Not surprising, there is much debate about the idea of creating a ‘common’ or ‘shared’ curriculum to support the Common Core State Standards. An Education Week article captures the discussion well, highlighting that at the root of the issue is the various definitions of ‘curriculum’. Experts and thought leaders are quoted in the article describing how they interpret ‘curriculum’ – whether that be the ‘macro’ or ‘micro’ curriculum or the ‘operational curriculum’ or daily lesson plans or a textbook. Funny – it seems we need a ‘common’ definition of ‘curriculum’ to have a productive discussion about ‘common curriculum’.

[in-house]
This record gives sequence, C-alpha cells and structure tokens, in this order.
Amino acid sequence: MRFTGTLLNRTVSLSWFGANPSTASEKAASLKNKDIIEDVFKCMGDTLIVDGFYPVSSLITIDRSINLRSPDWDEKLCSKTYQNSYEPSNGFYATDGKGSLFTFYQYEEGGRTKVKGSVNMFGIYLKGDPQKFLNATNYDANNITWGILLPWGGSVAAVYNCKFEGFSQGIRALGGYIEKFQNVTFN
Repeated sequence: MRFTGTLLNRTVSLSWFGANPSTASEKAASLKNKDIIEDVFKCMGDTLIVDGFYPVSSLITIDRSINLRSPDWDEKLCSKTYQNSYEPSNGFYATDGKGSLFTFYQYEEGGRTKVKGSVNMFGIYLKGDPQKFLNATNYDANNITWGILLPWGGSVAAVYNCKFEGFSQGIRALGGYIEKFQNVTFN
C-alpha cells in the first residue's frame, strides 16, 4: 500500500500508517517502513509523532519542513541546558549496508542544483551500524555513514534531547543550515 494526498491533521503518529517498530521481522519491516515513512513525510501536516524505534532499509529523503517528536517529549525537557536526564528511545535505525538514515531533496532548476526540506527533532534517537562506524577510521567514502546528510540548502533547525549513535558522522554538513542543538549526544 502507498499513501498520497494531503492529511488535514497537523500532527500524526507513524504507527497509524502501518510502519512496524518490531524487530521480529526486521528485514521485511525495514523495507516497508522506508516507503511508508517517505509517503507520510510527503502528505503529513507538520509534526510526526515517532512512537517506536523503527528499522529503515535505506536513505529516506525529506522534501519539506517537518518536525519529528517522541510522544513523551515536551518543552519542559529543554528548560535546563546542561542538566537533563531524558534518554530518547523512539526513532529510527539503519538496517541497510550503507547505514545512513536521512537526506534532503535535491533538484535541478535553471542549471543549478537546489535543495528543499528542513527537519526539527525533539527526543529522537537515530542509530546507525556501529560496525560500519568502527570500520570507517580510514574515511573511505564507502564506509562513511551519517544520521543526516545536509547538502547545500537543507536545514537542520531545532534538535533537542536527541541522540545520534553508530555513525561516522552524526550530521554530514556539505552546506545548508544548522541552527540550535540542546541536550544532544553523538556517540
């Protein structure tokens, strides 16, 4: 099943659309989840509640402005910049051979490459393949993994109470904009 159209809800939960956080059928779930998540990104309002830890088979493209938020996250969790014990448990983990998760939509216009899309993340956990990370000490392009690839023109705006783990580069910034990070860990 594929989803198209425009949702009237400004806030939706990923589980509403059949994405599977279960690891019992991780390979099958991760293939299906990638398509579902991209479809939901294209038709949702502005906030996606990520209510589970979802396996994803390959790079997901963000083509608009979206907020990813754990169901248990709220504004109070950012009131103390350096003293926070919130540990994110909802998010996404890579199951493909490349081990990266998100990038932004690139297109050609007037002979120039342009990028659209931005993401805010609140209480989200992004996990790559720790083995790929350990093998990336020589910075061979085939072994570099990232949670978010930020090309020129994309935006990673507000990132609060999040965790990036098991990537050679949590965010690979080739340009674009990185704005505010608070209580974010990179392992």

The debate gets even more heated as mandates from the top down get closer to impacting actual classroom practice. Research has shown that the most critical piece in determining student achievement is the teacher. I’m reading an interesting piece, “Teacher and Leader Effectiveness in High-Performing Education Systems” published by the Alliance for Excellent Education and SCOPE (Stanford Center for Opportunity Policy in Education), that describes the highly effective education systems of Finland, Ontario, and Singapore. Several key components are identified as critical to the success of such systems. What struck me was the way each system valued teachers – investing in recruiting the best, training and building their expertise in pedagogy and content, and then trusting them to make decisions about curriculum and assessment for their students. They are viewed as professionals and treated as such. Check out this interview with Bill Gates. He discusses his work on improving teacher effectiveness. It’s all quite fascinating – trying to determine the best path(s) to reform.